2. There is something just not right about this story. Were I the vicar, after a few suspect marriages I would have contacted the Border Agency first, not the Bishop.

    I have a lot of time for John Gladwin (Retired). I wonder if there might have been some jiggery-pokery in the Registrar’s office.

    There is more to tell about this. I trust that the Registrar who issued the licenses might have his (or her) collar felt by Inspector Knacker, at least for questioning.

    As for the fees, I doubt that the number of marriage licenses this chuckleheaded registrar issued did much for the Chelmsford diocesan coffers. And the fees here normally go straight to the diocese toward the salaries of the clergy (at least here in Southwark they do). Alternatively, the priest may keep the stipends and have them deducted from his or her salary. Most clergy opt for the former.

    Fees are a big source of disagreement here. At some point in the future when we’ve stopped arguing about women bishops and the Anglican Covenant we might just take up that thorny question.

  3. Lois has this one nailed. I think it would not be too extreme for the rest of us to insist to the Church of England: “Disestablishment or Death!”

    In TEC our canon law states (and has stated for longer than I can remember, and I’m an Old Guy): I.18.4: “It shall be within the discretion of any Member of the Clergy of this Church to decline to solemnize any marriage.” I think many of us are increasingly unwilling to act as a functionary of the State in any marriage. (I.e., go sign the papers down at the County Clerk’s office, and then come here and we’ll celebrate and bless your marriage.) If you guys aren’t willing to refuse to be civil servants, then don’t complain about the ensuing crap.

  4. Disestablishment is something that almost all C of E clergy are against. They say that since the Church by law Established is present in the entire country of England, it thus serves the entire populace and disestablishment would destroy that.

    Now I’m wondering what Canon or Law says that if the Church is not established then the clergy have the right to refuse pastoral services to people who are not card-carrying members of the C of E?

    But you can’t convince the holy clergy. I think that many harbour the wish to end up as diocesan bishops and finally in the House of Lords, where they can mingle with the great, the good, and the venal. If the Church were disestablished the path to the red leather benches would be more difficult. Or am I just cynical?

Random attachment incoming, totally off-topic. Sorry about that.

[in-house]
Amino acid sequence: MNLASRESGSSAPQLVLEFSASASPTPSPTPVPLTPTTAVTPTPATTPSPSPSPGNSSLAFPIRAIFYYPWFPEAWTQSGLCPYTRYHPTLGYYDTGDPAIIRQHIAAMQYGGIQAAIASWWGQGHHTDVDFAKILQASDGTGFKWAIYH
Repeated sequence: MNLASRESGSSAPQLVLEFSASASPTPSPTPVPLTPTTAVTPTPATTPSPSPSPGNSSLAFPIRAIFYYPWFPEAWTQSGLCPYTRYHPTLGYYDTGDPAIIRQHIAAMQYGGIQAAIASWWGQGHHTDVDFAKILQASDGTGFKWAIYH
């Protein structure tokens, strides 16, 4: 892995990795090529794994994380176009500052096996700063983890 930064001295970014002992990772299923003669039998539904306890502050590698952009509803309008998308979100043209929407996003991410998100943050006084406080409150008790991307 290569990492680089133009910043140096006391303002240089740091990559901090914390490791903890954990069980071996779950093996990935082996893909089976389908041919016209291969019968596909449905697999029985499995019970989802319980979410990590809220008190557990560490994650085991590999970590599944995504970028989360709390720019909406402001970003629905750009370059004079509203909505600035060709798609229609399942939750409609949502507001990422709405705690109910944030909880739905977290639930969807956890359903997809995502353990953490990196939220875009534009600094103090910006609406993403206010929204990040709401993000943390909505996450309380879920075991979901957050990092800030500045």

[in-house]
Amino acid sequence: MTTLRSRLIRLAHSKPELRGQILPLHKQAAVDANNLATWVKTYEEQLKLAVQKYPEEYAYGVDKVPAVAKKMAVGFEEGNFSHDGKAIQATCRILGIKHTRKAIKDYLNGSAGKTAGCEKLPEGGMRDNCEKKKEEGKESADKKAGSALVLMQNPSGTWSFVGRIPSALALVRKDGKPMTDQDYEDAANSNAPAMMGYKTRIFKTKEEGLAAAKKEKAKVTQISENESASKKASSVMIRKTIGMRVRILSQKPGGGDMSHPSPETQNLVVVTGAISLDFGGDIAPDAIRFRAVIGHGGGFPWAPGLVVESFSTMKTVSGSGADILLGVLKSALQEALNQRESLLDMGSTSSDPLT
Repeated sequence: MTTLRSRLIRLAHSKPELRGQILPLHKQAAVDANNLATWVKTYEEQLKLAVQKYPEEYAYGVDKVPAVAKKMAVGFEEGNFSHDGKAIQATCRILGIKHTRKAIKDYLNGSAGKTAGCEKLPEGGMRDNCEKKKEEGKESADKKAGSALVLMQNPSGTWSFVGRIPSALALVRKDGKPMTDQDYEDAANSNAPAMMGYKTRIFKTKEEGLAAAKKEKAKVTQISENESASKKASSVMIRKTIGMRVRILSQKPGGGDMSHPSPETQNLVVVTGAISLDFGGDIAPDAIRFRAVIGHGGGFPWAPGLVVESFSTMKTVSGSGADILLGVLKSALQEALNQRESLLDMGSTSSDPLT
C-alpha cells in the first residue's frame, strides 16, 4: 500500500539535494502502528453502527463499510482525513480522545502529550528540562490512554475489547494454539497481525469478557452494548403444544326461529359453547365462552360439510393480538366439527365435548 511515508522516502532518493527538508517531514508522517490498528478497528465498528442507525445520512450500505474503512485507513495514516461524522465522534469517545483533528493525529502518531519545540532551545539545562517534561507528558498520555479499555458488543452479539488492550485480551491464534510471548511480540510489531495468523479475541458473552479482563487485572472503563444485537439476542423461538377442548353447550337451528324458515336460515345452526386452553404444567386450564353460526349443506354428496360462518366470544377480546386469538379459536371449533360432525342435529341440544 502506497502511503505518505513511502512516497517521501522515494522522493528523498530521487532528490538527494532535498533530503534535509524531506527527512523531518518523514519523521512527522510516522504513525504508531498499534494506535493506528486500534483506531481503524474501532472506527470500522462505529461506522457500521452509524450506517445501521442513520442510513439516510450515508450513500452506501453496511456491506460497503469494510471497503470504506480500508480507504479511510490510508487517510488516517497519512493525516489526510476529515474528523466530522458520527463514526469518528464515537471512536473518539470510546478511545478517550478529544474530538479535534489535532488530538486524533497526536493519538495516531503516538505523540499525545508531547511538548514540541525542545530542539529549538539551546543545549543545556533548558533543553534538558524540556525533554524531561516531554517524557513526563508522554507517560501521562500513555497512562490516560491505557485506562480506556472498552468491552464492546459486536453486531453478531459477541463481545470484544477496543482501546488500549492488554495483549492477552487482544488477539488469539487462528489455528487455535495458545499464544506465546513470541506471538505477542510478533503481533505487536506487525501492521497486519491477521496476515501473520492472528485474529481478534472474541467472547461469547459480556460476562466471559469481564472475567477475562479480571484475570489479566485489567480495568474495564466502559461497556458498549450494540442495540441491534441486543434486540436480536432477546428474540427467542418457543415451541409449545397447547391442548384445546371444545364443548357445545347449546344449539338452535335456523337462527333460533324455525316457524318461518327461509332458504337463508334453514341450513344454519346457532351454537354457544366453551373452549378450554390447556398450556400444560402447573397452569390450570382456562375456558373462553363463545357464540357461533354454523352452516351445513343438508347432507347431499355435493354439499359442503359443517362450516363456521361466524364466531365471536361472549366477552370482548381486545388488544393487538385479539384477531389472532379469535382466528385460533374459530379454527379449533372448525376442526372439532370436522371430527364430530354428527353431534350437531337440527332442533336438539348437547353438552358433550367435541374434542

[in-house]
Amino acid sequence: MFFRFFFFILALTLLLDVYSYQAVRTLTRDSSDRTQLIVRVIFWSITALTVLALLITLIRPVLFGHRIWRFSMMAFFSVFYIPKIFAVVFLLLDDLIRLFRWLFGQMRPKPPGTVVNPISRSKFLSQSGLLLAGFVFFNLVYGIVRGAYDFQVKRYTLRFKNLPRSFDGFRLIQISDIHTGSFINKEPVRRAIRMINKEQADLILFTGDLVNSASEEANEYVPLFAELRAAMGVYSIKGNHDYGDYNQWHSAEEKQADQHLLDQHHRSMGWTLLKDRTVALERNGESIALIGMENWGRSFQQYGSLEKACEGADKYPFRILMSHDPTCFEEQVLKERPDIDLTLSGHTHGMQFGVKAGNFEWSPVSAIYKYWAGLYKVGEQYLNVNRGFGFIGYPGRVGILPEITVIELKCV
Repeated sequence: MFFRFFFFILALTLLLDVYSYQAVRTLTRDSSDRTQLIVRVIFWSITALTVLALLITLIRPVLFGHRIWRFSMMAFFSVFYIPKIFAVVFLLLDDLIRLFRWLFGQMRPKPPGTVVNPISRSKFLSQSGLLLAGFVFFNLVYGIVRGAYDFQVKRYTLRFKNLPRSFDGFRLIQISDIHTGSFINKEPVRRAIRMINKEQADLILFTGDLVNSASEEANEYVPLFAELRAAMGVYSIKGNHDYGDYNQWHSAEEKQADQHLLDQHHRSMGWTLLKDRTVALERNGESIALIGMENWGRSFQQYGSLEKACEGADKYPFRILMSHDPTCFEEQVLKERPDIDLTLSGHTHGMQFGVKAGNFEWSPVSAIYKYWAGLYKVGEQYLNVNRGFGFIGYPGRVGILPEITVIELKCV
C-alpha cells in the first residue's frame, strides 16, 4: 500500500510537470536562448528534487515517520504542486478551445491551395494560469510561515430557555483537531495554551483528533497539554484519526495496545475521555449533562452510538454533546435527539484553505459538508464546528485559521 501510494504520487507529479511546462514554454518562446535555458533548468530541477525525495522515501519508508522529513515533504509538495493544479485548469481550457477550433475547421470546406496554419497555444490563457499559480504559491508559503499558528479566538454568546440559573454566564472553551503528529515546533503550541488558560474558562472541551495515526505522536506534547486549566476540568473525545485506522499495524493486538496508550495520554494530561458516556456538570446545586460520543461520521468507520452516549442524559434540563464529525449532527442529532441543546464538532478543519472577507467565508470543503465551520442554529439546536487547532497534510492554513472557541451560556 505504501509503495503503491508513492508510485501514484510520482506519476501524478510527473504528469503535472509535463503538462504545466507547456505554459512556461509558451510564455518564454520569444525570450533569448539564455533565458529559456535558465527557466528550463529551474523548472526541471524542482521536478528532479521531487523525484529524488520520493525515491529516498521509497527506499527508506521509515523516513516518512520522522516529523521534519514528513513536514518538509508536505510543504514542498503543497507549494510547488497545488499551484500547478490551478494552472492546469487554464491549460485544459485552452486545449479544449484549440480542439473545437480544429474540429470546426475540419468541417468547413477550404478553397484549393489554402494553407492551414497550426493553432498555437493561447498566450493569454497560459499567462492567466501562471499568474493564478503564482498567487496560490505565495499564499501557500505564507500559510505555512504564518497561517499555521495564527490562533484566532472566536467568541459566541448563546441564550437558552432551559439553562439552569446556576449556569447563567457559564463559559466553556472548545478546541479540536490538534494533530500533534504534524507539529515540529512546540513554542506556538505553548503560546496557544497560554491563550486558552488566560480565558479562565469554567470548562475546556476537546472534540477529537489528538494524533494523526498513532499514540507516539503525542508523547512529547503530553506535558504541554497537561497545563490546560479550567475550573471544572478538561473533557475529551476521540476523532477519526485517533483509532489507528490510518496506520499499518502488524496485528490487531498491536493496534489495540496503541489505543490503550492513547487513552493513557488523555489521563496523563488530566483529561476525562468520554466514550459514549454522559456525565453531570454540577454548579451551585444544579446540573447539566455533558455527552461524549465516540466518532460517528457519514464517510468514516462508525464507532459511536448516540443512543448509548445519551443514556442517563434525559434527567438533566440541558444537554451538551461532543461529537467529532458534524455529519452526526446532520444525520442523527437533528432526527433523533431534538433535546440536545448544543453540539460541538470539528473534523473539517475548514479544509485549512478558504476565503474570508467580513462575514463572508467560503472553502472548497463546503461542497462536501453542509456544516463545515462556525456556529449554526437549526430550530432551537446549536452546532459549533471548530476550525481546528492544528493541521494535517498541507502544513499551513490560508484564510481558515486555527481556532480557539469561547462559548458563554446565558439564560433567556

I repeat: I think there is more to this story than has come out and that further revelations about the diocesan registrar may come out of this.

  5. There’s no such thing as a ‘diocesan registrar’. The registrar is an employee of the local Council, and among their duties is to conduct civil marriages. They also register births and deaths. They’re part of the secular State and nothing to do with the Church.

    Because everyone has a right to marriage in their local parish church, and because even with the fees it’s cheaper to do so than use a secular registry office, and, most of all, because vicars are rarely as trained or rigorous as a good secular registrar at spotting fakes (the procedure for civil marriage was tightened considerably about a decade ago) the criminal gangs have twigged that it can be an easy way to contract a fake marriage.

    Priests in the CofE are legally their own registrars, which is why they can conduct marriages without the need for the presence of the secular registrar or further licence. When the priest is dubious about the genuineness of the couple, however, s/he can insist that they go to the secular registrar for a licence before the priest will marry them, which is what this vicar appears to have done. The secular registrar will, if doing their job properly, put the couple through a fairly rigorous questioning which will usually discover whether they’re genuine or not. If they turn up back at the vicar’s with a licence, then the vicar is obliged to marry them.

    My own vicar has used this process quite a lot when faced with couples she was dubious about, and has never once had them return with the licence. If anyone (other than the unsympathetic bishop) is at fault here, it is the local registrar, not the vicar, who (at face value) seems to have done all he could to check the genuineness of the couples he married.